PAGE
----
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This one is about: Vitamin A / Accutane "Looking for the Causes"

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Looking for the Causes

by Elizabeth Zubritsky

As specialists at the UNC-CH craniofacial center study and treat craniofacial anomalies, another group of researchers is uncovering the genetic and developmental origins of these birth defects.

   Vulnerability During Early Pregnancy

We're trying to get to the mechanistic level of what causes birth defects and how to prevent them," says Kathleen Sulik, professor of cell biology and anatomy. "A lot of times malformations don't occur in isolation. Defects in seemingly unrelated tissues can occur in a single individual. What is it that the affected cells have in common?"

Using pregnant mice, Sulik and her colleagues have investigated the damaging effects of a number of teratogens, agents which disrupt embryo development. One of these teratogens is ochratoxin A, often found on moldy food, especially grains, which is a problem more common in developing countries than in the U.S. Sulik and her colleagues have shown that exposing a pregnant mouse to ochratoxin A on the seventh or eighth day of pregnancy, corresponding to the third and fourth weeks for humans, causes craniofacial defects in the embryo, such as cleft lip, midfacial clefting, and exencephaly (the brain appearing outside the skull).

A second, more notorious group of teratogens is the retinoid family, which includes vitamin A. Two forms of retinoids are prescribed as acne treatments-13-cis retinoic acid, an oral medication commonly known as Accutane, and all-trans retinoic acid, a topical medication commonly known as Retin A. The severe effects of the oral medication on developing babies, called retinoic acid embryopathy (RAE), are well established, but the topical treatment has been considered safe because the amount absorbed through the skin has been considered negligible. However, a recent paper by Sulik and her colleagues demonstrates that low doses of all-trans retinoic acid administered very early in pregnancy produces some of the craniofacial defects found in RAE, as well as malformations of the eyes and brain not previously associated with retinoids. In mice, the critical period is the seventh day of gestation, which corresponds to the third week for humans, often before the mother even suspects she is pregnant.

   New Hat for a Neurotransmitter

Jean Lauder, professor of cell biology and anatomy, and the members of her laboratory have discovered evidence that serotonin, a neurotransmitter traditionally known to be involved in the regulation of moods and sleep, plays a crucial part in craniofacial development. Working with mouse embryos, Lauder's group has discovered that serotonin, which reaches the embryo via maternal-fetal circulation, helps to coordinate development of facial structures, including the eyes, nose, jaw, and teeth. Serotonin is taken up and degraded by the layer of cells that becomes the skin of the face. This cycling of serotonin controls its levels in deeper facial tissues, where receptors for the neurotransmitter help it to regulate growth and gene expression. Blocking the uptake or degradation of serotonin or perturbing the receptors results in malformations of facial structures. "The work says that this neurotransmitter is also a blood-borne regulator of development," Lauder says.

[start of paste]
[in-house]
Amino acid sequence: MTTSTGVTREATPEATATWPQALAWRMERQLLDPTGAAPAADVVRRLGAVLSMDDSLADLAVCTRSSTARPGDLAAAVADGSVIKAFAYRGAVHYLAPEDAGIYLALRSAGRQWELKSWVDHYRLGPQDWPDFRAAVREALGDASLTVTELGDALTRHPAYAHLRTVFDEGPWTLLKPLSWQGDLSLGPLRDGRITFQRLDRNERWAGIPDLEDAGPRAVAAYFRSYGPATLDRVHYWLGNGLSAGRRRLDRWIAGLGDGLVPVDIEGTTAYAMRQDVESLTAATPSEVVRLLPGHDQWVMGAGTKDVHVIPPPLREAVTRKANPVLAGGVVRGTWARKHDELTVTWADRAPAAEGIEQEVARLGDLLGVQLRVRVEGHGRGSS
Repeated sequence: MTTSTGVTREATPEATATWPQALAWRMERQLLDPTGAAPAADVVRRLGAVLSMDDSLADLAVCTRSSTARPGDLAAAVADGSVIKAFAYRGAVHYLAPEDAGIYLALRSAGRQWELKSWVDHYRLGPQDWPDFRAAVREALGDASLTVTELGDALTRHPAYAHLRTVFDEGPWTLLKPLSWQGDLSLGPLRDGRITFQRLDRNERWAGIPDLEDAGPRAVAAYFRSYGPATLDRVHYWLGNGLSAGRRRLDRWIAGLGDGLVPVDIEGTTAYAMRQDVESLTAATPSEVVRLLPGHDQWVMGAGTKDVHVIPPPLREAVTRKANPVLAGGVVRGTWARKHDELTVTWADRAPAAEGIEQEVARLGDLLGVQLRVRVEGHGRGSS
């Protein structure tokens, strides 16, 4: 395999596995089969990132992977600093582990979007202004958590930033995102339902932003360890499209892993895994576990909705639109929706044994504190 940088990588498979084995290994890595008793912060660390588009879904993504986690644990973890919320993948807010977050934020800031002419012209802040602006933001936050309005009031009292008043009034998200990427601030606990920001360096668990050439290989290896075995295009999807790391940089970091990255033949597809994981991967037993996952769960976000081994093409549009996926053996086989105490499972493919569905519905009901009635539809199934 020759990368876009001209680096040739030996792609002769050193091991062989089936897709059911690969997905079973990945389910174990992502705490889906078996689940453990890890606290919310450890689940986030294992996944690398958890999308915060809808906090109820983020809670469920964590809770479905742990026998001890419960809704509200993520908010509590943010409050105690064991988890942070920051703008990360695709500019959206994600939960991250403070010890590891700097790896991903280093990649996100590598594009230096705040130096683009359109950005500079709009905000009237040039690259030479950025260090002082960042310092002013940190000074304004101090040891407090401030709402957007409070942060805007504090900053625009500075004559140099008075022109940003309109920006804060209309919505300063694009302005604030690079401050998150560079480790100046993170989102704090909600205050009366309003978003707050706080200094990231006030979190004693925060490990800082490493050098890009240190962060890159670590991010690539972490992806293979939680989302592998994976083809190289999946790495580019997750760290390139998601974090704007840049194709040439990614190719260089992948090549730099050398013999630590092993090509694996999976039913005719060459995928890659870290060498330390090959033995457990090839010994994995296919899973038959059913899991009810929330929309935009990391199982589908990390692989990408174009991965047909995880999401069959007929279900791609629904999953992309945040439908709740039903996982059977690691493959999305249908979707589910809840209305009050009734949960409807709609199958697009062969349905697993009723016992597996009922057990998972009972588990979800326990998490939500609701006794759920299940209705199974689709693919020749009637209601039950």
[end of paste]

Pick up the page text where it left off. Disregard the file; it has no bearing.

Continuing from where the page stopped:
Deducing the Role of Regulatory Genes

Thomas Sadler, director of the Birth Defects Center and professor of cell biology and anatomy, and his colleagues are working with two genes, Msx1 and Msx2, to figure out why they produce craniofacial and neural tube (spinal cord) defects. Msx1 and Msx2 are transcription factors, that is, they promote or inhibit the synthesis of products from other genes. In the mouse embryo, Msx1 and Msx2 are expressed in the cells that eventually become the spinal cord and the craniofacial region. Other researchers have shown that complete loss of Msx1 produces cleft palate and abnormalities in some facial bones, while complete loss of Msx2 results in premature closure of the plates in the skull, pushing the brain too far forward. Using antisense oligonucleotides to inactivate the gene products, Sadler's group has knocked out both Msx1 and Msx2. When both genes are disrupted simultaneously, the defects are more severe and occur more frequently. "We're interested in knowing if we're disrupting migration or proliferation of cells, or just causing cell death," Sadler says. "It doesn't appear that the cells are dying, but we don't really know how these genes function yet."

Copyright 1996 by the University of North Carolina at Chapel Hill in the United States. All rights reserved. No part of this publication may be reproduced without the consent of the University of North Carolina at Chapel Hill.

Last modified: 5/20/96

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